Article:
View Single Post
Jan3-09, 01:58 AM
P: 21

Can anyone derive the sum of exponentially distributed random variables?

I have the derivation, but I'm confused about a number of steps in the derivation.

Here they are:

Random variable x has the PDF,

[tex] f(s) = \left\{
\begin{array}{c l}
e^{-s} & if s \ge 0 \\
0 & otherwise

Let [tex]X_1, X_2, .... , X_n[/tex] be independently exponentially distributed random variables.

The PDF of the sum, [tex] X_1 + X_2 + ..... +X_n[/tex] is

[tex]q(s) = e^{-(s_1+s_2+....+s_n)}[/tex] where s [tex] s \ge 0 [/tex]

=> [tex]\int_{a \le s_1+s_2+....+s_n \le b} q(s) ds[/tex]

= [tex]\int_{a \le s_1+s_2+....+s_n \le b} e^{-(s_1 + .... + s_n)} ds[/tex]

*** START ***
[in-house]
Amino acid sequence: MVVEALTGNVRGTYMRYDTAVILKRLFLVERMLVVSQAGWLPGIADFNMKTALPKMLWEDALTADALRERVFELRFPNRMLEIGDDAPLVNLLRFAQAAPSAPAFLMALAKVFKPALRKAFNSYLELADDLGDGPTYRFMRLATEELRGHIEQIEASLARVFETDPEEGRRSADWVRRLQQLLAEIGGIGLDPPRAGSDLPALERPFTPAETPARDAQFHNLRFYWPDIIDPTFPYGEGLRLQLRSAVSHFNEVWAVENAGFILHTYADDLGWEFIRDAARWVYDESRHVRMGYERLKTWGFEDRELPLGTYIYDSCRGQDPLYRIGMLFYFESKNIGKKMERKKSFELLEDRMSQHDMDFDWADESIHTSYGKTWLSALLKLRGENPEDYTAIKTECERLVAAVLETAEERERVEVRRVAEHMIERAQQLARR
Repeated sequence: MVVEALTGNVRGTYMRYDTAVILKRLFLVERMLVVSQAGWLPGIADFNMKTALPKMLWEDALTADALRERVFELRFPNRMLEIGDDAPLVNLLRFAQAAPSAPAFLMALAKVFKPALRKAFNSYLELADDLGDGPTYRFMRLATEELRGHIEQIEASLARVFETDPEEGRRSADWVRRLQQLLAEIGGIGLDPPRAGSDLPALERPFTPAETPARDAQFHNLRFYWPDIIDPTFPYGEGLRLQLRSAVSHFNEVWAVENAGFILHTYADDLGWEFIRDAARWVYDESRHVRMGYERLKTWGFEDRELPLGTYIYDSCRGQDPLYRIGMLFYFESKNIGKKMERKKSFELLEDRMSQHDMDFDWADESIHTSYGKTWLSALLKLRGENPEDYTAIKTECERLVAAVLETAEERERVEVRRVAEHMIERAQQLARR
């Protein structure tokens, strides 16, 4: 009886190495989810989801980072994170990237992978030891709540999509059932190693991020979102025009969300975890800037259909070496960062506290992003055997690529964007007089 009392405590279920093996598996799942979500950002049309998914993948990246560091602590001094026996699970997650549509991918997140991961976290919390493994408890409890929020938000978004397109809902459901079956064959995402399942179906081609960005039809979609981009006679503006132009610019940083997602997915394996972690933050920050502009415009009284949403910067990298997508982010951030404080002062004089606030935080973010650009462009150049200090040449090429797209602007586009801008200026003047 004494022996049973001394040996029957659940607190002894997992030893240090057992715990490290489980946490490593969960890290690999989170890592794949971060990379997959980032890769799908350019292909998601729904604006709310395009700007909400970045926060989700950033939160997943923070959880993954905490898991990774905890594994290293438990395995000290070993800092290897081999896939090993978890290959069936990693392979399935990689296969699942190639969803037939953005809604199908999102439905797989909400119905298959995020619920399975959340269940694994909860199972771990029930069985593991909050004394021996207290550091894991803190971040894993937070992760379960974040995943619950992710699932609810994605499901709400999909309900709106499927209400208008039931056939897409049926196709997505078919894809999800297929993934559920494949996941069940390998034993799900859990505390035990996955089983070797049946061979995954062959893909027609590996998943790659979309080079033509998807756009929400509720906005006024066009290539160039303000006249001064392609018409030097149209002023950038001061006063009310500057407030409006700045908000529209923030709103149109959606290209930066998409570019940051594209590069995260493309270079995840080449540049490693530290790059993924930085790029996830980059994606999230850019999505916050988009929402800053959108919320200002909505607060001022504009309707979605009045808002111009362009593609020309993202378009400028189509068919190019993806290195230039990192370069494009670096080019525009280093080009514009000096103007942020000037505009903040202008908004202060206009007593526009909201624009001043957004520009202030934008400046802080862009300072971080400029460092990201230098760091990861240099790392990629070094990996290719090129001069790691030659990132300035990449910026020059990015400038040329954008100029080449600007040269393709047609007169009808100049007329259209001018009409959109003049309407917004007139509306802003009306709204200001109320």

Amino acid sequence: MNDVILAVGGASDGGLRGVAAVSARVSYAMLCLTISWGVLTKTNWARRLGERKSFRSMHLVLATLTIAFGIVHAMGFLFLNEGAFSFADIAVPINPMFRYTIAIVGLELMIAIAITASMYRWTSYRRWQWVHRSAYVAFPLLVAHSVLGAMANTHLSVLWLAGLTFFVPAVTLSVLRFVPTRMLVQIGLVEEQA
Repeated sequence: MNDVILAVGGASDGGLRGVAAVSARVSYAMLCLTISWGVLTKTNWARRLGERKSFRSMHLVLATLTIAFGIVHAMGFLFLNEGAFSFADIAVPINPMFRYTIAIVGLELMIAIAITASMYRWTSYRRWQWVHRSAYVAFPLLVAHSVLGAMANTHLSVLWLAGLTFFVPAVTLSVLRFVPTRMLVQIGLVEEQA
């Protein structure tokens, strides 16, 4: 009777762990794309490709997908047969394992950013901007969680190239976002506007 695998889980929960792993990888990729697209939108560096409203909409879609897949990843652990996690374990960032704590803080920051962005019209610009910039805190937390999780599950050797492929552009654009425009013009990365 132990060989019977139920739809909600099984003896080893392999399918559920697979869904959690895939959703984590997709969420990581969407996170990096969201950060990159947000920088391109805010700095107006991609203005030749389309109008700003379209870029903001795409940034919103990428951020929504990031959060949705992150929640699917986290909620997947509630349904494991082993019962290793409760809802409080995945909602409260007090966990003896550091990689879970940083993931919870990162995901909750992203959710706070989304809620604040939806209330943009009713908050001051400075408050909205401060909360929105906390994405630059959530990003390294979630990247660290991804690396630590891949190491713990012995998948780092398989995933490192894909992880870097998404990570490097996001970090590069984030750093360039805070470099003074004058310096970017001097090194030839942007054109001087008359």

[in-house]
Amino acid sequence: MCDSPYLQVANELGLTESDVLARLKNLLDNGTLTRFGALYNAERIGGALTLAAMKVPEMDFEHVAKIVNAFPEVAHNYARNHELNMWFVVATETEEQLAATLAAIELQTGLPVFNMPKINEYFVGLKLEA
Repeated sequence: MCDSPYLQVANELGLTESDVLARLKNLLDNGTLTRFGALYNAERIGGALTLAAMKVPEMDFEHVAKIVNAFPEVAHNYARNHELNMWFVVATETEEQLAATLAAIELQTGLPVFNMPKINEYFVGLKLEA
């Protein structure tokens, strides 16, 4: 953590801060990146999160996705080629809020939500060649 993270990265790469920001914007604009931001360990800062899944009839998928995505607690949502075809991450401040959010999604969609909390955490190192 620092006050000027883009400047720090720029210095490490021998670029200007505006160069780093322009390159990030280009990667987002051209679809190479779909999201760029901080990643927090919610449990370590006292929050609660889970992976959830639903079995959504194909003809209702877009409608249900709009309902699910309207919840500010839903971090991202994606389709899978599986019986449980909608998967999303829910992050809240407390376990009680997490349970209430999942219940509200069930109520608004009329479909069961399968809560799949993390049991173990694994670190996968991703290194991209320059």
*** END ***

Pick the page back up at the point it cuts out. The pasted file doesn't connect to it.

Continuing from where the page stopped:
Can anyone explain this stage? Going from the above integral to the following integral?

= [tex]\int^b_a e^{-u} vol_{n-1} T_u du [/tex]

where [tex] T_u = [s_1+ .... + s_n = u] [/tex]

What would [tex] vol_{n-1}[/tex] be here?
Phys.Org News Partner Science news on
Climate change increases risk of crop slowdown in next 20 years
Researcher part of team studying ways to better predict intensity of hurricanes
New molecule puts scientists a step closer to understanding hydrogen storage